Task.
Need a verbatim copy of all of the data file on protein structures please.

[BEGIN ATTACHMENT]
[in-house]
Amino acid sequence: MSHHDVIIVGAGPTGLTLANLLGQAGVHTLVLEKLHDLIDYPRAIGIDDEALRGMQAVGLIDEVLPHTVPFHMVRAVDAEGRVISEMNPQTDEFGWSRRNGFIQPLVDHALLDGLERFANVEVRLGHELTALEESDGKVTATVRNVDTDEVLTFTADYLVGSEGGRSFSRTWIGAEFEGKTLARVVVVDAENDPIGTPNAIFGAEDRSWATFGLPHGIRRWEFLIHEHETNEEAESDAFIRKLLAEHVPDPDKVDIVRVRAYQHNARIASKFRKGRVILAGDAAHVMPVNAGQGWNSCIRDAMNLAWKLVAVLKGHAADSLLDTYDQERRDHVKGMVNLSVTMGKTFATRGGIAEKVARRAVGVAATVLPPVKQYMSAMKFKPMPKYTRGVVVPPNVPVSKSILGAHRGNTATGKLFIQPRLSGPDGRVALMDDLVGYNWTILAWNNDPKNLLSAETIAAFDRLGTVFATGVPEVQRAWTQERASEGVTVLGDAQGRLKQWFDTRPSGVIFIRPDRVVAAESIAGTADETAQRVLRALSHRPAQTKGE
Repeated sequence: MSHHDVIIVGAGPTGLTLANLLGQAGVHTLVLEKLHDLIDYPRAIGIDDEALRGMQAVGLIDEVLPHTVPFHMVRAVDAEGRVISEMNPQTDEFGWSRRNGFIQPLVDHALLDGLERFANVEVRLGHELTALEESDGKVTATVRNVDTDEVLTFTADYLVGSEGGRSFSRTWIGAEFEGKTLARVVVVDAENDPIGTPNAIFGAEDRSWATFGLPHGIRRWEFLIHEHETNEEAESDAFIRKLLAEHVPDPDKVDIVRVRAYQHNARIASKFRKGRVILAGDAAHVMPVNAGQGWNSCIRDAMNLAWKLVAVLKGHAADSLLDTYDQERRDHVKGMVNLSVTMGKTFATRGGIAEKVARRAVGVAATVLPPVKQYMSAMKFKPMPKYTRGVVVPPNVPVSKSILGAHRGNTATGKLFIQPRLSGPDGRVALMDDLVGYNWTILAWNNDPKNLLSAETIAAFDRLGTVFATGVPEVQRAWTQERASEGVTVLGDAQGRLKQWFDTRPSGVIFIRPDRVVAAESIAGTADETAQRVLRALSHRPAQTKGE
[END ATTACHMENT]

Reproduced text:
[in-house]
Amino acid sequence: MSHHDVIIVGAGPTGLTLANLLGQAGVHTLVLEKLHDLIDYPRAIGIDDEALRGMQAVGLIDEVLPHTVPFHMVRAVDAEGRVISEMNPQTDEFGWSRRNGFIQPLVDHALLDGLERFANVEVRLGHELTALEESDGKVTATVRNVDTDEVLTFTADYLVGSEGGRSFSRTWIGAEFEGKTLARVVVVDAENDPIGTPNAIFGAEDRSWATFGLPHGIRRWEFLIHEHETNEEAESDAFIRKLLAEHVPDPDKVDIVRVRAYQHNARIASKFRKGRVILAGDAAHVMPVNAGQGWNSCIRDAMNLAWKLVAVLKGHAADSLLDTYDQERRDHVKGMVNLSVTMGKTFATRGGIAEKVARRAVGVAATVLPPVKQYMSAMKFKPMPKYTRGVVVPPNVPVSKSILGAHRGNTATGKLFIQPRLSGPDGRVALMDDLVGYNWTILAWNNDPKNLLSAETIAAFDRLGTVFATGVPEVQRAWTQERASEGVTVLGDAQGRLKQWFDTRPSGVIFIRPDRVVAAESIAGTADETAQRVLRALSHRPAQTKGE
Repeated sequence: MSHHDVIIVGAGPTGLTLANLLGQAGVHTLVLEKLHDLIDYPRAIGIDDEALRGMQAVGLIDEVLPHTVPFHMVRAVDAEGRVISEMNPQTDEFGWSRRNGFIQPLVDHALLDGLERFANVEVRLGHELTALEESDGKVTATVRNVDTDEVLTFTADYLVGSEGGRSFSRTWIGAEFEGKTLARVVVVDAENDPIGTPNAIFGAEDRSWATFGLPHGIRRWEFLIHEHETNEEAESDAFIRKLLAEHVPDPDKVDIVRVRAYQHNARIASKFRKGRVILAGDAAHVMPVNAGQGWNSCIRDAMNLAWKLVAVLKGHAADSLLDTYDQERRDHVKGMVNLSVTMGKTFATRGGIAEKVARRAVGVAATVLPPVKQYMSAMKFKPMPKYTRGVVVPPNVPVSKSILGAHRGNTATGKLFIQPRLSGPDGRVALMDDLVGYNWTILAWNNDPKNLLSAETIAAFDRLGTVFATGVPEVQRAWTQERASEGVTVLGDAQGRLKQWFDTRPSGVIFIRPDRVVAAESIAGTADETAQRVLRALSHRPAQTKGE